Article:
Ian Murray, Labour MP for Edinburgh South, said the education secretary has “lost the confidence” of the public.

He said: “My inbox is overflowing with emails from concerned parents and pupils, and angry teachers, from across south Edinburgh

“It’s clear that John Swinney has lost the confidence of parents and teachers, so how long before he loses the confidence of Nicola Sturgeon?

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“In parts of my constituency a third of children are growing up in poverty following SNP and Tory cuts, and now the SNP has pulled up the ladder from this generation of youngsters.

“The SNP has failed young people in Edinburgh, and Nicola Sturgeon needs to sort this rather than defending an unjust system and putting the blame on our hard-working teachers."

Speaking at her daily coronavirus briefing, Nicola Sturgeon refused to be drawn on any potential resignation of Mr Swinney and said she understood the anger of young people affected by the moderation process.

She said: “If you are a young person sitting at home right now or in George Square in Glasgow and you have results that are below what your teacher thought you’d get you are going to understandably feel very aggrieved and if you think that is because of the postcode you live in or the school you go to that is going to be even more pronounced.

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"I understand that, I absolutely understand that which is why this next part of the process is so important.

"Young people, you are entitled to be angry, you are entitled to feel this is unjust and the government will listen carefully to that but please don’t lose sight of this next part of the process because this is the part that is not a statistical model, this is the part of the process that looks at your individual circumstances.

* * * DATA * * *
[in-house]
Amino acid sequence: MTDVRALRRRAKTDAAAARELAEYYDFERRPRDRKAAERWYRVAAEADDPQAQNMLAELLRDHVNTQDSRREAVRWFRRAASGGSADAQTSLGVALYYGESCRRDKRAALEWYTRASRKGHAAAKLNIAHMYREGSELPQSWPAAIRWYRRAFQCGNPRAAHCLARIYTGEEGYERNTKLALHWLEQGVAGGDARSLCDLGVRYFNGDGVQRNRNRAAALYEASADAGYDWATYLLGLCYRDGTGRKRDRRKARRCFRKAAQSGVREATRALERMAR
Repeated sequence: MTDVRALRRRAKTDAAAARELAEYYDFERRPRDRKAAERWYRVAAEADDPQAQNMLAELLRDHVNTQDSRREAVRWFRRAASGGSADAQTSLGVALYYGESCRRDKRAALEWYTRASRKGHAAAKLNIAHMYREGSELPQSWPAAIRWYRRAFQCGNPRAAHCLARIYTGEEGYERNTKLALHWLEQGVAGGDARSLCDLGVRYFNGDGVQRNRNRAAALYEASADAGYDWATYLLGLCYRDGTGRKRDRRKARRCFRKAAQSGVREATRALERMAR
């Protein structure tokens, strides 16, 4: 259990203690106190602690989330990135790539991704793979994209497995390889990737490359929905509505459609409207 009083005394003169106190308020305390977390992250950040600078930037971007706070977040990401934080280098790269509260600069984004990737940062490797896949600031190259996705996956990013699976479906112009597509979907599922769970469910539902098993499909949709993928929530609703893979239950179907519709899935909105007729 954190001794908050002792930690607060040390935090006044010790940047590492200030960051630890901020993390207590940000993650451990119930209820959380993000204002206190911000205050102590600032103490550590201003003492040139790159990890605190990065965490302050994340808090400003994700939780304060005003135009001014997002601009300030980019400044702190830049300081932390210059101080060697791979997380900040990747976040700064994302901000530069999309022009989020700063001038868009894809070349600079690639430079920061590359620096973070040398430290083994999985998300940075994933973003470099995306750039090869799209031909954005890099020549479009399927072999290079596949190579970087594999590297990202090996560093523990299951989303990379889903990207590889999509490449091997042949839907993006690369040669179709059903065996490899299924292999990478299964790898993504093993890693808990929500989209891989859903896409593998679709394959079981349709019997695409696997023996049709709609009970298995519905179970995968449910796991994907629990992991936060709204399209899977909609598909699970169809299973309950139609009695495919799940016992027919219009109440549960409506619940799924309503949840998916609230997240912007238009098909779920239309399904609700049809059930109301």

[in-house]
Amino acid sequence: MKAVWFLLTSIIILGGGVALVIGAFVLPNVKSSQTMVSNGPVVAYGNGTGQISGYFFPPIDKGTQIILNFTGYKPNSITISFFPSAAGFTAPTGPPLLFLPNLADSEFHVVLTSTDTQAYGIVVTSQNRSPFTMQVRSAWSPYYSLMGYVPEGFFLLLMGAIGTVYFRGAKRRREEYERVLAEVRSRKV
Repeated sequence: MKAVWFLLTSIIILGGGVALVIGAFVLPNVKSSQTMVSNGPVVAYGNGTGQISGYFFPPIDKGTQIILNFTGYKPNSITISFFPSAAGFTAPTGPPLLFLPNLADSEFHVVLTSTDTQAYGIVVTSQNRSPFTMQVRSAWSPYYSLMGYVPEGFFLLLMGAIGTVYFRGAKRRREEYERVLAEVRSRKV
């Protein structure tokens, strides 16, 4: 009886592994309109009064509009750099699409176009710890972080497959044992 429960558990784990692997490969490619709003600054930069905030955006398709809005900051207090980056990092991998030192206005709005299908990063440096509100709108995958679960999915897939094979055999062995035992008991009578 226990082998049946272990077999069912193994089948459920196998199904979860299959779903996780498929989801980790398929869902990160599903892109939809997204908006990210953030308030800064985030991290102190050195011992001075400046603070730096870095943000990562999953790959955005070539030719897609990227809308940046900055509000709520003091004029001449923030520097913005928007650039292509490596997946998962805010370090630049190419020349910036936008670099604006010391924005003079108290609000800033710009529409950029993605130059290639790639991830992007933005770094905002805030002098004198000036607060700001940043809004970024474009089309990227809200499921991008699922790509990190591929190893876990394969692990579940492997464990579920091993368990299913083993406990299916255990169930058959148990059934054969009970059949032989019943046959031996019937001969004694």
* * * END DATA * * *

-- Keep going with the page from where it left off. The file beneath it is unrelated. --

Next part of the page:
“Now, if we were at a point right now where we were saying the process is over then I think the concerns would be more legitimate because we would be saying like it or lump it, that is the end of the road.

"But because of the difficulties of this process, we have made sure this year that there is a free appeals process for anybody whose teacher wants to put forward evidence for them, to make sure everybody’s individual circumstances are looked at properly. That is just as important a part of the process as the one we have just gone through.”

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A spokesman for the SQA said it would not comment on a particular local authority, and, pointing to the apparent narrowing of the attainment gap between the poorest and wealthiest students in 2020, said it believed it had delivered “fairness to all learners”.

He said: “We believe we have delivered fairness to learners, through a consistent, evidence-based approach in the absence of exams.

“We have maintained the integrity and credibility of our qualifications system, ensuring that standards are maintained over time, in the interests of learners, through judicious moderation of grades.

“Our free appeals service opened on Tuesday. Schools and colleges that have questions about a candidate’s final grade can appeal the result, if it is lower than what they estimated. They need to have permission from the candidate and sufficient evidence to support the initial estimate.

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“Priority will be given to those candidates wishing to confirm a college or university place. If learners have any questions about their results they should speak to their school, college or training provider first.”